The hormone erythropoietin (Epo) is a well-known doping substance that has a long history of abuse in endurance sports, such as cycling. In addition to promoting red blood cell production (erythropoiesis), which improves the oxygen supply in the organism, Epo also protects nerve cells from cell death. In order to use this effect to cure neurodegenerative diseases, however, the negative effects caused by Epo through the stimulated formation of red blood cells need to be prevented. Researchers at the University of Göttingen have now discovered an alternative Epo receptor that could potentially also trigger protective effects in humans without the side effects on erythropoiesis. The results were published in the journal Frontiers in Molecular Neuroscience.
Epo could be used to treat neurodegenerative diseases such as Alzheimer's and Parkinson's or reduce damage after strokes. However, clinical studies have shown severe side effects, which, according to current knowledge, are probably due to Epo's ability to stimulate the production of red blood cells. How could the cell-protective effect of Epo be separated from the effect on blood cell formation? Researchers from the Department of Cellular Neuroscience at the University of Göttingen have identified an alternative Epo receptor. They found that treatment with human Epo also prevents cell death in some insects, although these animals do not possess Epo themselves and do not have the classical Epo receptor involved in human erythropoiesis. Their conclusion: these animals have a different receptor which enables Epo to trigger the cell-protecting mechanisms similar to those in human nerve cells.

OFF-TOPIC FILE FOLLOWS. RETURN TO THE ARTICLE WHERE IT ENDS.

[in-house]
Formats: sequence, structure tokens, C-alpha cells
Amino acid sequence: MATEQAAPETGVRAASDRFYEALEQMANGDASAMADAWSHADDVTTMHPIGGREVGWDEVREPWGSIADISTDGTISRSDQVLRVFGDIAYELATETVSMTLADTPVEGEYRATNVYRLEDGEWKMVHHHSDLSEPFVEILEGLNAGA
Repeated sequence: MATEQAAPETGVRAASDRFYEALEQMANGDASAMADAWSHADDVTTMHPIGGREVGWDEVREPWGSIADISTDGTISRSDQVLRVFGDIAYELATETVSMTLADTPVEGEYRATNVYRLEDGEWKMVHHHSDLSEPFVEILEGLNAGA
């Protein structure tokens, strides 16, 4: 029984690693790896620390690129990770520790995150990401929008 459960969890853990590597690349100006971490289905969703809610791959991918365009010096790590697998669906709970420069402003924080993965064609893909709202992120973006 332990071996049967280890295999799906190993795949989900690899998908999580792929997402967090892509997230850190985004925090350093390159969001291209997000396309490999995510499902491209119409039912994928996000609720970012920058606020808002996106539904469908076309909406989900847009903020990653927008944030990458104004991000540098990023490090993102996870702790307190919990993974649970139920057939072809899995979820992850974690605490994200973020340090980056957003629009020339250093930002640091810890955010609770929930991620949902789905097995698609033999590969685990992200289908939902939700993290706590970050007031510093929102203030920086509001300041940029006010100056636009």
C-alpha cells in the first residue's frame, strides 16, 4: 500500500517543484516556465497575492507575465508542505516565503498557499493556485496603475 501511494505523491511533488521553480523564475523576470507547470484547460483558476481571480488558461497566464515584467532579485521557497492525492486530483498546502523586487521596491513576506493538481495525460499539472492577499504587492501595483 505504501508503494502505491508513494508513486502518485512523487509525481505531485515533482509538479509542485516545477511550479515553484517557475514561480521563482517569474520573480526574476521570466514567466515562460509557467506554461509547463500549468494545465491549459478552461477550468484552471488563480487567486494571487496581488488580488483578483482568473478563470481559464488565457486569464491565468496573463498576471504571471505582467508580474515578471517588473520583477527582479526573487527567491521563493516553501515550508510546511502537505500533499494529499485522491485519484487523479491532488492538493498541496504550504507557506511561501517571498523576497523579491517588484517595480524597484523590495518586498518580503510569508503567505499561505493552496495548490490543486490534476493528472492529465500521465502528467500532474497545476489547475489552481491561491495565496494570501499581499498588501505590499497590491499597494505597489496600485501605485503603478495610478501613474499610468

In migratory locusts, Professor Ralf Heinrich's team has now been able to show that CRLF3 (cytokine receptor-like factor 3) is just such an alternative Epo receptor. Cultures of nerve cells, taken from brains of locusts, die in the absence of oxygen, similar to the brain cells of stroke patients. By adding human Epo, the locust brain cells can be saved, but only as long as the presence of the CRLF3 receptor in the cells is not artificially suppressed. The research team was able to identify this receptor in a total of 293 different animal species. Among them are 259 vertebrates, including humans.
In evolutionary history, CRLF3 emerged at the same time as the development of the nervous system, which suggests that this receptor plays an important role in nerve cells. The similarity of the protein sequences is surprising: CRLF3 remained remarkably similar from cnidarians (eg jellyfish) to humans. "The important question now is whether the activation of CRLF3 also prevents cell death in our brain," said Nina Hahn, first author of the study. "Structurally, the CRLF3 receptors of locusts and humans are very similar. This leads us to hope that their protective function in the brain is the same."